|European Case Law Identifier:||ECLI:EP:BA:1990:T004790.19900220|
|Date of decision:||20 February 1990|
|Case number:||T 0047/90|
|IPC class:||C07C 125/067|
|Language of proceedings:||EN|
|Download and more information:||
|Title of application:||-|
|Headnote:||An appeal may be considered as well founded for the purpose of Article 109(1) EPC if an appellant no longer seeks grant of the patent with text as refused by the Examining Division, but proposes substantial amendments to the text which are clearly intended to overcome the objections raised in the decision under appeal (following Decision T 139/87 - 3.2.1 "Governor valve/BENDIX", OJ EPO 1990, 68).|
|Relevant legal provisions:||
|Keywords:||Claims substantially amended on appeal to meet decisions of refusal by Examining Division
Summary of Facts and Submission
Reasons for the Decision
1. This is an appeal from a Decision of the Examining Division in which it was held that the claimed invention lacked an inventive step. The text of the claims which were refused had been limited twice as compared to the claims as originally filed, but in its Decision the Examining Division held that the claims before them were still not sufficiently limited. In particular, the claimed herbicidal compounds encompassed many compounds which were not the subject of the comparative tests which had been submitted in support of inventive step.
2. In the grounds of appeal, the Appellant has requested that the proceedings should be continued on the basis of claims which have been even further limited as to the compounds covered. Furthermore, additional comparative tests have been submitted in support of the inventive step of the latest proposed claims. Thus, the Appellant is in effect requesting that the examination of the application should be continued on the basis of a new text for the claims and with supporting evidence and arguments which is intended to meet the present objections of the Examining Division.
3. In these circumstances, in the Board's judgement, it is appropriate to exercise its power under Article 111(1) EPC and to remit the case to the Examining Division for further prosecution. By this procedure, the patentability of the claimed subject- matter can be decided at first instance, and the right to an appeal to the second instance is maintained for use if appropriate. This is in line with what has been stated in a number of previous decisions, namely that the essential function of appeal proceedings is to determine whether a decision at first instance was correct on its merits (see e.g. Decisions T 26/88, OJ EPO 1991, 30, paragraph 12; T 522/88 dated 19 December 1989, paragraph 4; and T 52/88 dated 5 September 1989, where in paragraph 2 it is also stated that "Appeals, therefore, should not be used ... as a continuation of first instance proceedings by other means").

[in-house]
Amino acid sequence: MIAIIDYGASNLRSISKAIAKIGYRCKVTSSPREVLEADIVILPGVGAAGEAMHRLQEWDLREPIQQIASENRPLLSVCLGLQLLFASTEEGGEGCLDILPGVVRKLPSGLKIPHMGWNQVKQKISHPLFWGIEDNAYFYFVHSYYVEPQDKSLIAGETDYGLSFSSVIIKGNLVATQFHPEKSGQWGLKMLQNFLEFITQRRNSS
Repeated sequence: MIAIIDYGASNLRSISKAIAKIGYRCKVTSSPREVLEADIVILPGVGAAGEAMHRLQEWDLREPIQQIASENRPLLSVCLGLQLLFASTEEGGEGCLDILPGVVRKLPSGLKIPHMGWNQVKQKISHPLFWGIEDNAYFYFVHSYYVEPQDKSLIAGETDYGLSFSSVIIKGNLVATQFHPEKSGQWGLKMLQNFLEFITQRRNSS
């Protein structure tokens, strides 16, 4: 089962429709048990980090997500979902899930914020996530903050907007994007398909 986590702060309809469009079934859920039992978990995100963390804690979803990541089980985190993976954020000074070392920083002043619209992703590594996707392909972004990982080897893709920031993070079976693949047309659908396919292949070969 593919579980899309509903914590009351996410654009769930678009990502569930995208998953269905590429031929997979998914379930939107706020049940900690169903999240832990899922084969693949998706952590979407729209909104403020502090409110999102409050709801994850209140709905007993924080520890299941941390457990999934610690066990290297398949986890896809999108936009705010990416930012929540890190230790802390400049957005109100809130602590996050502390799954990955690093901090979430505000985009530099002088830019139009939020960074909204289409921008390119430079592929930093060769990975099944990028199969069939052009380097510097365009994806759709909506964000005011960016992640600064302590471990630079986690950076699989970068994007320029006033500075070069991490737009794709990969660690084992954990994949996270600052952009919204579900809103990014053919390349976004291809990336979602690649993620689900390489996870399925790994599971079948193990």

4. Furthermore, remittal of this case is in line with what was stated in Decision T 63/86 (OJ EPO 1988, 224), namely "in a case ... where substantial amendments have been proposed which require a substantial further examination in relation to both the formal (i.e. Article 123(2) EPC) and substantive requirements of the EPC, such further examination should be carried out, if at all, by the Examining Division as the first instance, only after the Examining Division has itself exercised its discretion under Rule 86(3) EPC. In this way, the applicant's right to appeal to a second instance is maintained, both in relation to the exercise of discretion under Rule 86(3) EPC, and ... in relation to the formal and substantive allowability of the amended claims". In the Board's view, in the present case, the proposed amendments are substantial amendments within the meaning of Decision T 63/86.
5. The Board observes that the procedure before the Examining Division can be more streamlined, and the time and expense of an appeal possibly avoided, if in response to communications indicating an intention to reject the application such as occurred in the present case, the applicant presented one or more auxiliary requests progressively limiting the claims, simultaneously with his main request, accompanied if appropriate by evidence and arguments in support of each request. The Examining Division should then decide upon the allowability of each request in succession (assuming the previous request is not allowable), and if the applicant is not satisfied by the decision of the Examining Division insofar as certain requests have been refused, an appeal can be filed in respect of all such refusals.
6. Finally, in the Board's judgement, in the circumstances of the present case, the Examining Division could have rectified its decision under the procedure for interlocutory revision set out in Article 109(1) EPC. In this connection, the Board follows Decision T 139/87, OJ EPO 1990, 68. Furthermore, in the Board's view, an appeal may be considered as well founded for the purpose of Article 109(1) EPC if the Appellant no longer seeks grant of the patent with a text corresponding to that which was rejected by the Examining Division, and if substantial amendments (in the sense discussed in paragraph 4 above) are proposed which are clearly intended to overcome the objections raised in the decision under appeal. Rectification of the previous decision under Article 109(1) EPC by the Examining Division does not preclude a further adverse decision in respect of the amended text.
For these reasons it is decided that: The case is remitted to the Examining Division for further prosecution.